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ThiagoMartell
2012-09-09, 10:07 AM
I'm designing my own system and I'm havin trouble calculating probabilities.
I'm using the 'roll X, keep Y' dice roll method, which seems like the most commons. However, instead of adding together, I'm just using counting - kind of like old Storyteller, but instead of a single number, you count duplicates.
So if you roll 2, 2, 3, 4, 5 you have one success (the 2s), if roll 1, 1, 1, 1, 6, 6 you have three degrees of success (the 1s).
How can I calculate the probabilities for this system?

TuggyNE
2012-09-09, 04:51 PM
I've rigged up an AnyDice program (http://anydice.com/program/16a0/graph) that should do the job. It could still use a bit more testing to be sure, but 1 and 2 dice are correct, and 3, 4, and 5 seem plausible.

The basic principle derived from that is that any of the six numbers has an equal chance of being most common, so you can decrement the number of dice, and count how many are equal to each chosen initial number in the remaining dice, then take the highest count. (I suspect there's a way to make this recursive, but I didn't bother.)

Yitzi
2012-09-09, 08:02 PM
You have to compensate, though, for the chance that there will be a tie as to which is the most common. "three 1s and three 6s" doesn't get to count twice.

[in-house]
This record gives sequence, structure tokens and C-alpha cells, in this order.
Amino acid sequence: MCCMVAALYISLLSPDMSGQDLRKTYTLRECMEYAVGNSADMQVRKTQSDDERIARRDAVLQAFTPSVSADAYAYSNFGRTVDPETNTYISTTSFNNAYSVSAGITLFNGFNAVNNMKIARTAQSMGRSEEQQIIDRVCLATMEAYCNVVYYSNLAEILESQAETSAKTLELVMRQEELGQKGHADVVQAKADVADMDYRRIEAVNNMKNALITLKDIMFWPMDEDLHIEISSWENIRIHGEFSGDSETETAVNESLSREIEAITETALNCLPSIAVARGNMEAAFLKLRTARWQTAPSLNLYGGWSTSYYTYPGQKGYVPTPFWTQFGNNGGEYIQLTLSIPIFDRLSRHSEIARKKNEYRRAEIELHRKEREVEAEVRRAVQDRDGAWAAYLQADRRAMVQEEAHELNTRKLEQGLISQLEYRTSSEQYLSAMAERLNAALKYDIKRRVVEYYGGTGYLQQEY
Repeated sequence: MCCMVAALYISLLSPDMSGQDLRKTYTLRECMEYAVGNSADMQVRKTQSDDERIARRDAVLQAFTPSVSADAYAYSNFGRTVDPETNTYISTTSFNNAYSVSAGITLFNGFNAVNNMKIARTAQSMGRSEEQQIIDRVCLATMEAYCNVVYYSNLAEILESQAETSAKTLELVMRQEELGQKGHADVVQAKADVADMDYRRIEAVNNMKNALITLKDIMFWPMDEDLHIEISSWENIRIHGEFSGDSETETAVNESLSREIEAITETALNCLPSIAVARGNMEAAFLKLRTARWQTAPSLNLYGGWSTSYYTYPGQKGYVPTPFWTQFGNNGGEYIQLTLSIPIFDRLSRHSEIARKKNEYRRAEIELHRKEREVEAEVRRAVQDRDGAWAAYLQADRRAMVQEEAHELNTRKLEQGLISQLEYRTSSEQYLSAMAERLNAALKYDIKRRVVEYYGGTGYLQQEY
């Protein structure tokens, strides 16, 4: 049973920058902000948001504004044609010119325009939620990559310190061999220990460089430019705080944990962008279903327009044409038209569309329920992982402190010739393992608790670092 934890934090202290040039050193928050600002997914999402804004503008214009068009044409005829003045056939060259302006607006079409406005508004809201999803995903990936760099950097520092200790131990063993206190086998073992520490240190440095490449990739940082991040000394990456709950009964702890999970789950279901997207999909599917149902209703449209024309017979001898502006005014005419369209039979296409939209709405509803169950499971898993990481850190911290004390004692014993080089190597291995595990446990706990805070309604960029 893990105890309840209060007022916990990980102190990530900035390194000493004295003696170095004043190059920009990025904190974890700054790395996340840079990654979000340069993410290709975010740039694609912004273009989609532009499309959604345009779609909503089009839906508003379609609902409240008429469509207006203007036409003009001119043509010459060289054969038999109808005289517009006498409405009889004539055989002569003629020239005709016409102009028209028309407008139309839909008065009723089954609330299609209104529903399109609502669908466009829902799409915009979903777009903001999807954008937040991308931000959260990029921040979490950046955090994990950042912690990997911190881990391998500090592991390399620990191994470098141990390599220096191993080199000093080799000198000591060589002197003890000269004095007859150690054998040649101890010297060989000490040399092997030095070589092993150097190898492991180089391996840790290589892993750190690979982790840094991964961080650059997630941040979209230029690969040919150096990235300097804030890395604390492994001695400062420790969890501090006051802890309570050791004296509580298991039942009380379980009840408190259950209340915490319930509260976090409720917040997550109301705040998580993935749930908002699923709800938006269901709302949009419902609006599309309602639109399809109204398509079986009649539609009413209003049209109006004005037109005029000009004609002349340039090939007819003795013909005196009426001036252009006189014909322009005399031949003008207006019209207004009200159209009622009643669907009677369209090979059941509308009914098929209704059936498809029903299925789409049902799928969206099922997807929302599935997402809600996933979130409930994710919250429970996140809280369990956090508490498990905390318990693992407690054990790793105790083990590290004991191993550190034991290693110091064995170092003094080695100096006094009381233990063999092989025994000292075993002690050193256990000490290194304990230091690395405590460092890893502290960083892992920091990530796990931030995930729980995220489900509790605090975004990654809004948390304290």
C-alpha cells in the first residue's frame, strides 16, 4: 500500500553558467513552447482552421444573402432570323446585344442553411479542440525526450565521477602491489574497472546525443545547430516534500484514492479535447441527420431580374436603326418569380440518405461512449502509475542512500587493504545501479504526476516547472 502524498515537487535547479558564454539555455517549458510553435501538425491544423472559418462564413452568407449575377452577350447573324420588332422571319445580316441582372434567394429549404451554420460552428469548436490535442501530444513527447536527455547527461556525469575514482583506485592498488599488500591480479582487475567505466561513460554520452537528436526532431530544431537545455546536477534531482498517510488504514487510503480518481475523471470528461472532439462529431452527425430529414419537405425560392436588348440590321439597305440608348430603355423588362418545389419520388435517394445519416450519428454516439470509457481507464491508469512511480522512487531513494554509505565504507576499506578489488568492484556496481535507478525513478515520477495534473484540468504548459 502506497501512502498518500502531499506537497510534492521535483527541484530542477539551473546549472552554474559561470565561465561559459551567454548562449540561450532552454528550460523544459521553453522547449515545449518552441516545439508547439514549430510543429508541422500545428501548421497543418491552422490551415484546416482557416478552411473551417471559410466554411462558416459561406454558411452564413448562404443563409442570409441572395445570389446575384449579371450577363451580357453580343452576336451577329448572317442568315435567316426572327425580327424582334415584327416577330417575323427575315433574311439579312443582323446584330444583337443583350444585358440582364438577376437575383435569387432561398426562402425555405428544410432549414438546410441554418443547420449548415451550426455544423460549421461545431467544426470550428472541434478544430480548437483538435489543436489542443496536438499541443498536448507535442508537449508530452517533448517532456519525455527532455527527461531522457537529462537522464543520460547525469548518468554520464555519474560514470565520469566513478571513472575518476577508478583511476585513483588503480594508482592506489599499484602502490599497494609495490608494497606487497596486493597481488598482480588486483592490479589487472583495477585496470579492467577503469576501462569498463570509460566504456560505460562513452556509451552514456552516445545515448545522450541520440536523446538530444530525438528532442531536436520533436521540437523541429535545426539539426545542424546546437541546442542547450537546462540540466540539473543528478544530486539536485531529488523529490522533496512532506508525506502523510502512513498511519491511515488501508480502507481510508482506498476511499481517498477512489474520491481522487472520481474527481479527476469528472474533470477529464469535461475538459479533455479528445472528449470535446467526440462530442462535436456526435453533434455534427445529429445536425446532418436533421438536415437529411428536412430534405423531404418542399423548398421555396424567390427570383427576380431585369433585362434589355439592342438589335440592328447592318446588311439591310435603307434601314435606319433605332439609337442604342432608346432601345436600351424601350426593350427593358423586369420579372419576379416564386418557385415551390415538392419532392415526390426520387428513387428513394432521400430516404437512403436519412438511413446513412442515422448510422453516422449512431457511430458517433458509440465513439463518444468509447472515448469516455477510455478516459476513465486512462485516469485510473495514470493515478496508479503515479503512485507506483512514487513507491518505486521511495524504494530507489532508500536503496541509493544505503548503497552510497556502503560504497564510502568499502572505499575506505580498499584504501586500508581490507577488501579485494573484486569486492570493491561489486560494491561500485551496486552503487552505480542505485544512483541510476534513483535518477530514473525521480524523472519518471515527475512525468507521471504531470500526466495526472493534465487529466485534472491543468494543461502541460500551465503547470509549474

TuggyNE
2012-09-09, 08:24 PM
The given code takes that into account; it returns the highest count, and nothing more. So if you roll 6d6 and get three 1s and three 6s, it returns 3 from the 6s, which happens to be valid enough.

ThiagoMartell
2012-09-11, 01:27 AM
Thanks a lot, that's very helpful.
How would the possibility to roll more dice than you keep change that curve?

TuggyNE
2012-09-11, 02:30 AM
Thanks a lot, that's very helpful.
How would the possibility to roll more dice than you keep change that curve?

Well, specifically? If it's just "keep X dice that you like out of Y", then it would basically mean that you'd take the existing curve for Y dice and cap it at X - 1 successes (which changes very little). If it's something more complicated you'll have to spell it out, sorry.

ThiagoMartell
2012-09-11, 05:09 AM
Well, specifically? If it's just "keep X dice that you like out of Y", then it would basically mean that you'd take the existing curve for Y dice and cap it at X - 1 successes (which changes very little). If it's something more complicated you'll have to spell it out, sorry.

That's pretty much it, yeah. Thanks, that helped a lot.